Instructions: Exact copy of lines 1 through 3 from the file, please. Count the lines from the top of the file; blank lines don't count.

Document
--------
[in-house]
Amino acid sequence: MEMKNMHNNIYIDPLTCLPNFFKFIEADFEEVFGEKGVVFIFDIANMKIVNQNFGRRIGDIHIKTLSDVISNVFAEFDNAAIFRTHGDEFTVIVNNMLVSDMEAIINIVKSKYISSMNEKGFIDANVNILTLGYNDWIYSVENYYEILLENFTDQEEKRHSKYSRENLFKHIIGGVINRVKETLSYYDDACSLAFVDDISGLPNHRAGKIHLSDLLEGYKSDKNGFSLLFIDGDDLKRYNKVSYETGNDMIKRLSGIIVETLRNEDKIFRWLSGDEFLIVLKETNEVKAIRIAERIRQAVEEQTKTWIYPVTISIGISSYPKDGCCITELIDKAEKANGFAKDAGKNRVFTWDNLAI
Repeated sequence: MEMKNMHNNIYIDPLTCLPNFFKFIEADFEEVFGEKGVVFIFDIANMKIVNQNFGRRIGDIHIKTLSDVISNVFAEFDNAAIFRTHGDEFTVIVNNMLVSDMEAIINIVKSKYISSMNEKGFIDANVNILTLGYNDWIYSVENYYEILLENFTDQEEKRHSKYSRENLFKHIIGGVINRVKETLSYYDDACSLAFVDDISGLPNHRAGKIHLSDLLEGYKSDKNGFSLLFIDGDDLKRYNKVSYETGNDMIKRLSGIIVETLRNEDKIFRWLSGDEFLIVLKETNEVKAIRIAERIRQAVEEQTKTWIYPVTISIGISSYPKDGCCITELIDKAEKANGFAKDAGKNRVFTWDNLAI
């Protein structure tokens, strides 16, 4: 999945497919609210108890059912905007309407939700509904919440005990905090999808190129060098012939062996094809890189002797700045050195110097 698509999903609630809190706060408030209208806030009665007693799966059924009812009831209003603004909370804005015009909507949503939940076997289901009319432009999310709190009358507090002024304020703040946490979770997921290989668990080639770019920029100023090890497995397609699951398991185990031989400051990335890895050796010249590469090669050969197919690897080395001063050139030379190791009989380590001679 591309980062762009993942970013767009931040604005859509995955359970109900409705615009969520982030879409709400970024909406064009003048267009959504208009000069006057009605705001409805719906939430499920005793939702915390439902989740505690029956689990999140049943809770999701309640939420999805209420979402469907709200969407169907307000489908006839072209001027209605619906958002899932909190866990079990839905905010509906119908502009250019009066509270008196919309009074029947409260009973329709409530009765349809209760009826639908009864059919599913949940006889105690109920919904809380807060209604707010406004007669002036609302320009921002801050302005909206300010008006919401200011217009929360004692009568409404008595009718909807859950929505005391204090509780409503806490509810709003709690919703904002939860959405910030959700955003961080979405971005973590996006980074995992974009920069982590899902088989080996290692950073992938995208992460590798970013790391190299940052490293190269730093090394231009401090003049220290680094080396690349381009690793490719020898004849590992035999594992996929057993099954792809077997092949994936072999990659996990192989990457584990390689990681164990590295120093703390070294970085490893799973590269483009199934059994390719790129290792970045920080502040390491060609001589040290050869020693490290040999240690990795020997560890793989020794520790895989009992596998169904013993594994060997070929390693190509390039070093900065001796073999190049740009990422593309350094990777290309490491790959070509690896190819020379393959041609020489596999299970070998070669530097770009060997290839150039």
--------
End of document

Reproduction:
[in-house]
Amino acid sequence: MEMKNMHNNIYIDPLTCLPNFFKFIEADFEEVFGEKGVVFIFDIANMKIVNQNFGRRIGDIHIKTLSDVISNVFAEFDNAAIFRTHGDEFTVIVNNMLVSDMEAIINIVKSKYISSMNEKGFIDANVNILTLGYNDWIYSVENYYEILLENFTDQEEKRHSKYSRENLFKHIIGGVINRVKETLSYYDDACSLAFVDDISGLPNHRAGKIHLSDLLEGYKSDKNGFSLLFIDGDDLKRYNKVSYETGNDMIKRLSGIIVETLRNEDKIFRWLSGDEFLIVLKETNEVKAIRIAERIRQAVEEQTKTWIYPVTISIGISSYPKDGCCITELIDKAEKANGFAKDAGKNRVFTWDNLAI
Repeated sequence: MEMKNMHNNIYIDPLTCLPNFFKFIEADFEEVFGEKGVVFIFDIANMKIVNQNFGRRIGDIHIKTLSDVISNVFAEFDNAAIFRTHGDEFTVIVNNMLVSDMEAIINIVKSKYISSMNEKGFIDANVNILTLGYNDWIYSVENYYEILLENFTDQEEKRHSKYSRENLFKHIIGGVINRVKETLSYYDDACSLAFVDDISGLPNHRAGKIHLSDLLEGYKSDKNGFSLLFIDGDDLKRYNKVSYETGNDMIKRLSGIIVETLRNEDKIFRWLSGDEFLIVLKETNEVKAIRIAERIRQAVEEQTKTWIYPVTISIGISSYPKDGCCITELIDKAEKANGFAKDAGKNRVFTWDNLAI